Kazakh director Sana Serkebaeva takes us on an underwater journey through the flora and fauna of a dead sea forest.
On her latest album, Aralkum, avant-violinist and electronic composer Galya Bisengalieva reflects on what she terms “one of the worst environmental disasters on the planet”, the shrinking of the Aral Sea. Located between Uzbekistan and Bisengalieva’s native Kazakhstan, the Aral Sea was formerly the fourth largest lake in the world, but back in the 1960s the rivers that fed the lake were diverted by Soviet irrigation projects, causing the lake to shrink to 10 percent of its original size by 1997.
In 2014, for the first time in history, satellite images captured by NASA showed that the eastern basin of the Aral Sea had completely dried up, leaving what is known today as the Aralkum Desert. At the same time the remaining water in the lake became polluted with fertilisers and pesticides, and the dust blowing off the lakebed degraded the soil of the croplands surrounding the lake and became a public health hazard for those that lived on its banks.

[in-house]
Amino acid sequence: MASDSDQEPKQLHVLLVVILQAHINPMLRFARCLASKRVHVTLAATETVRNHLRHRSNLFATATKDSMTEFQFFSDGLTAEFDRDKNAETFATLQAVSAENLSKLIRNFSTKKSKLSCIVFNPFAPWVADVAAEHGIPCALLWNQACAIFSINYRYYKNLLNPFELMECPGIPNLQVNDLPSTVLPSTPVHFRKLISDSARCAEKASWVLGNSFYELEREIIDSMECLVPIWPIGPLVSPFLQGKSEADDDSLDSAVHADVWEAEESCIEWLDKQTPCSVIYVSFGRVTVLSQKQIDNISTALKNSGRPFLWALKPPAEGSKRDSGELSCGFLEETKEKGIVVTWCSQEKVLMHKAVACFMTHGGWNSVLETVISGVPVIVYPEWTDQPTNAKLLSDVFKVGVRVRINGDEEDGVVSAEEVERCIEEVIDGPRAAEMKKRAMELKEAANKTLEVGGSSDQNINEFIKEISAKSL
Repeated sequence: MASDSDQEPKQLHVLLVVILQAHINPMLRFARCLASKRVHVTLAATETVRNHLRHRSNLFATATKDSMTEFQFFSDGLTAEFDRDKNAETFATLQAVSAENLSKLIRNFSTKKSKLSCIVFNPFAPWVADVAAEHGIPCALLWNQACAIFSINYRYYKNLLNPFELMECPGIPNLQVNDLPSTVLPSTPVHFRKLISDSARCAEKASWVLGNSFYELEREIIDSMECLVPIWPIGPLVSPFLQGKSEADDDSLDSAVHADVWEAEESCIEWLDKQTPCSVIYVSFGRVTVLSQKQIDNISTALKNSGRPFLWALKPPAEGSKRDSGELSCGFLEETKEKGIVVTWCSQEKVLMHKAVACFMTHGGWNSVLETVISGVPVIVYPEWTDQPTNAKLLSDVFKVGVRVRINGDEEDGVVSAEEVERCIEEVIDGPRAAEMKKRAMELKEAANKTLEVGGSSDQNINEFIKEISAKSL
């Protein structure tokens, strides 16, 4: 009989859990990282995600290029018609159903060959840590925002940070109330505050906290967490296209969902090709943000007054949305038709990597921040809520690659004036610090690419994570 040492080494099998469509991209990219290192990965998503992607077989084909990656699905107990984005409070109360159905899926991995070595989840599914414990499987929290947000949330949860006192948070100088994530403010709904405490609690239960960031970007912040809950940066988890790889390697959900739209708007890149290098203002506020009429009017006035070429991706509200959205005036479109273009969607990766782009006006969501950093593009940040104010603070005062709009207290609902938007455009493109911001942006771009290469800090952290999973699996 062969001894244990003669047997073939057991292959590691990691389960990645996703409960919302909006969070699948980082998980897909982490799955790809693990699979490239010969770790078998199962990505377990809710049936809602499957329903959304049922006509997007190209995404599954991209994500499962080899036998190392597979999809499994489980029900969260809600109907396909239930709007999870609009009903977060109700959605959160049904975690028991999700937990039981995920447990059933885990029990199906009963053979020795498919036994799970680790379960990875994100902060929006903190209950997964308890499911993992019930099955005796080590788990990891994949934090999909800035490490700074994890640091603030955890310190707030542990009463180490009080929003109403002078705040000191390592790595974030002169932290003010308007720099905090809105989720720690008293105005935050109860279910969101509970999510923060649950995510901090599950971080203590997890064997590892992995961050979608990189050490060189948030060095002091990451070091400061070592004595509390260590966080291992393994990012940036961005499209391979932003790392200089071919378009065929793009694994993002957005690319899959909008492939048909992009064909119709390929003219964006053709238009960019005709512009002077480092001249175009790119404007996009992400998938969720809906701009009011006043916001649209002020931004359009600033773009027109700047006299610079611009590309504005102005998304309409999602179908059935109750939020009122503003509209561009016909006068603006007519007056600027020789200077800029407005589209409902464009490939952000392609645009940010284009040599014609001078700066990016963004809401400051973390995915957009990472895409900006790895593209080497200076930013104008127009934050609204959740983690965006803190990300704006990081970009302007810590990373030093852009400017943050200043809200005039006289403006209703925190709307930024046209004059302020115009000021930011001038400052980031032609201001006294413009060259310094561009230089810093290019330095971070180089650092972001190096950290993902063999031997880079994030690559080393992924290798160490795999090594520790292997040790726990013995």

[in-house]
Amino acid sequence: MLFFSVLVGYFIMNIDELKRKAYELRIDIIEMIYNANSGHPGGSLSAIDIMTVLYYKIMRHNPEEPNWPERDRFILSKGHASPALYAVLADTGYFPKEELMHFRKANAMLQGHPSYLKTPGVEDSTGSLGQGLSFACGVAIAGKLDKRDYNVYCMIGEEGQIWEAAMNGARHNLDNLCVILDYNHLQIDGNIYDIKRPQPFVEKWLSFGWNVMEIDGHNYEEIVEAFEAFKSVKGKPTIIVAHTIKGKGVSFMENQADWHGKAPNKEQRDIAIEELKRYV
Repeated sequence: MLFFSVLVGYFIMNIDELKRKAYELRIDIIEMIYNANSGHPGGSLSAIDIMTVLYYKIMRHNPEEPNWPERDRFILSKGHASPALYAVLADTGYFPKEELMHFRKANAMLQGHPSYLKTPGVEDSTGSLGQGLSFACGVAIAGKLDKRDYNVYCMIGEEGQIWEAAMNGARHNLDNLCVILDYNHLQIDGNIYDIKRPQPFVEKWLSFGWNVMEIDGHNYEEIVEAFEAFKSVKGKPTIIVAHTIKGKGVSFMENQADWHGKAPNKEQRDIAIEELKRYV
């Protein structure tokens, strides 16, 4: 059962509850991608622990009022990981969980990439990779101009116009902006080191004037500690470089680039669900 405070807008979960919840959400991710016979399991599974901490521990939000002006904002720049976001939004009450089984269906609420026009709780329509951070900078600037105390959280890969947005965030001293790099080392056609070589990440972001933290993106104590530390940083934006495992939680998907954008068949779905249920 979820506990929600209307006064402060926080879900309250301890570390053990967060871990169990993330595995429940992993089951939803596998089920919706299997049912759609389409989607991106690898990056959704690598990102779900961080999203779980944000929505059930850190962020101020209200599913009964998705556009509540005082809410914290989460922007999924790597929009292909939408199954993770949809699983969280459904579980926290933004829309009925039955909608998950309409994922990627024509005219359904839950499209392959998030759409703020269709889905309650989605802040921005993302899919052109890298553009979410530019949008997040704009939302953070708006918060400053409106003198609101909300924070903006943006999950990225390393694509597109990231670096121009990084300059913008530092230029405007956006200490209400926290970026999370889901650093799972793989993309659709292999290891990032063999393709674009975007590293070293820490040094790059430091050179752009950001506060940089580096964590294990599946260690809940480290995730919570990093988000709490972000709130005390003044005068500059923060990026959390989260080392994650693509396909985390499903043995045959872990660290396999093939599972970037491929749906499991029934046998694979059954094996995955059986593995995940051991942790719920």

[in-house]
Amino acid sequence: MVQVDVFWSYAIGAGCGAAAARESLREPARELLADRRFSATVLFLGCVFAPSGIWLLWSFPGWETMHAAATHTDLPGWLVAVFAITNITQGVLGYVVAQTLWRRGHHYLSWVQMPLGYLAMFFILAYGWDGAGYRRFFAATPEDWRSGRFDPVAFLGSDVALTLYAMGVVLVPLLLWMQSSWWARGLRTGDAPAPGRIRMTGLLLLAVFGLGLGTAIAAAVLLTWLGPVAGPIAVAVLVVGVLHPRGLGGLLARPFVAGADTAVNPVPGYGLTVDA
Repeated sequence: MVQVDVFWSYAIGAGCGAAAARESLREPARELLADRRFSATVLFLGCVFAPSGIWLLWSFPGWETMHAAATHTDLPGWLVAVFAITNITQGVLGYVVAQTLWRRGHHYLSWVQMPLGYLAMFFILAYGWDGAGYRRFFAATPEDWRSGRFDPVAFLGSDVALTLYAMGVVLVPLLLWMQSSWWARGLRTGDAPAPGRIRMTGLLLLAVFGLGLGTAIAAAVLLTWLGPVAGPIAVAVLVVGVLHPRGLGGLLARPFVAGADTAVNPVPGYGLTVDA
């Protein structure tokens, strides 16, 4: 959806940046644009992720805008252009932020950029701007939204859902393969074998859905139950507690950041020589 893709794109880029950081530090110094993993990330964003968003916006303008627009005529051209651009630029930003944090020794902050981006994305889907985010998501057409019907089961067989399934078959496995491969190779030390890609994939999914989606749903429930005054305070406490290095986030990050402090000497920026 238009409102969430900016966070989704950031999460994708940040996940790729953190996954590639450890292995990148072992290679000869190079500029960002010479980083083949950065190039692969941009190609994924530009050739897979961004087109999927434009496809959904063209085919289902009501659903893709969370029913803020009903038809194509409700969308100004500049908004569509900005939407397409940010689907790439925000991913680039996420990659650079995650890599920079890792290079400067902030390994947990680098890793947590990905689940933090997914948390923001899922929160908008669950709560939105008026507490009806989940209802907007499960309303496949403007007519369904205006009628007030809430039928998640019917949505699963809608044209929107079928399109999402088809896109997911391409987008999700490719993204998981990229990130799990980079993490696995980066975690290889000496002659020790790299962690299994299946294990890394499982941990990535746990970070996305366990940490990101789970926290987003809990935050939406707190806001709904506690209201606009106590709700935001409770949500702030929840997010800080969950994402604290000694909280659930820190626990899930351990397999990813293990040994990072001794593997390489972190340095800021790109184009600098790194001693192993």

It is this process of desertification and desiccation that Bisengalieva responds to on Aralkum, which is split into three sections: pre-disaster, calamity and future. ‘Moynaq’ is taken from the first section and takes its name from a long-since abandoned sea port in northern Karakalpakstan, an autonomous republic in Uzbekistan. For the dramatic visual accompaniment Kazakh director Sana Serkebaeva imagines the flora and fauna of a lush sea forest, now lost to the heat and death of the desert.
“The video was made during the lockdown using projections and fabrics,” explains Serkebaeva. “By using these materials, I wanted to showcase the process of desertification and represent the current state of Aral. Needless to say, what happened to the sea and the region is horrible but visually it has twisted dramatic beauty to it. The video is slow paced and requires slowing down in order to watch it. Perhaps as reminder to all of us to slow down.”
“It is subtly dynamic in its play between layers,” says Galya Bisengalieva of the track. “Droning harmonic sounds are interwoven with fluttering, breathy textures.” She describes Moynaq as “a shadow of its former self”, Bisengalieva explains: “the city now lays amongst the rusting skeletons of the former fishing fleet and cradles a fraction of its former population. The contrabass flute, performed by Pasha Mansurov injects a sense of foreboding. Calamity is coming.”